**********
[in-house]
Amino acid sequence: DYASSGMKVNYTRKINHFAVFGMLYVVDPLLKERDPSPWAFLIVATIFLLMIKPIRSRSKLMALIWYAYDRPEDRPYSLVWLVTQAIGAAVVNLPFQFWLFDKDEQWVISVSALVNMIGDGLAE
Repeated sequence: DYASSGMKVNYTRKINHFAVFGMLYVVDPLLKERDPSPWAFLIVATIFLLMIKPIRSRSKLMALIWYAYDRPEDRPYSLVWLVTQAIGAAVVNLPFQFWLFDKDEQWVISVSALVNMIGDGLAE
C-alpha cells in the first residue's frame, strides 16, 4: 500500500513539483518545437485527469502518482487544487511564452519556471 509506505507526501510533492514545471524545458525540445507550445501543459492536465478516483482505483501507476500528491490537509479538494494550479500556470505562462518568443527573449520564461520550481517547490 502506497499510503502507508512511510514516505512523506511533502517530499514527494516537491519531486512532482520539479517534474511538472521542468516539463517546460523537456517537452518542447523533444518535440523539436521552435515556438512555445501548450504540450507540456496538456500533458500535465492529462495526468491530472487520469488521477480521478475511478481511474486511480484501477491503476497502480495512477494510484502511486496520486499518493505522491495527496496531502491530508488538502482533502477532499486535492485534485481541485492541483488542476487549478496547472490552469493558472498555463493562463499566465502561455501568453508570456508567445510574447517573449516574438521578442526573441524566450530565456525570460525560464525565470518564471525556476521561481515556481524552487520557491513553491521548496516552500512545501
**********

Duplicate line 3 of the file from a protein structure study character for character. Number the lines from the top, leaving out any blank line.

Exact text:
Repeated sequence: DYASSGMKVNYTRKINHFAVFGMLYVVDPLLKERDPSPWAFLIVATIFLLMIKPIRSRSKLMALIWYAYDRPEDRPYSLVWLVTQAIGAAVVNLPFQFWLFDKDEQWVISVSALVNMIGDGLAE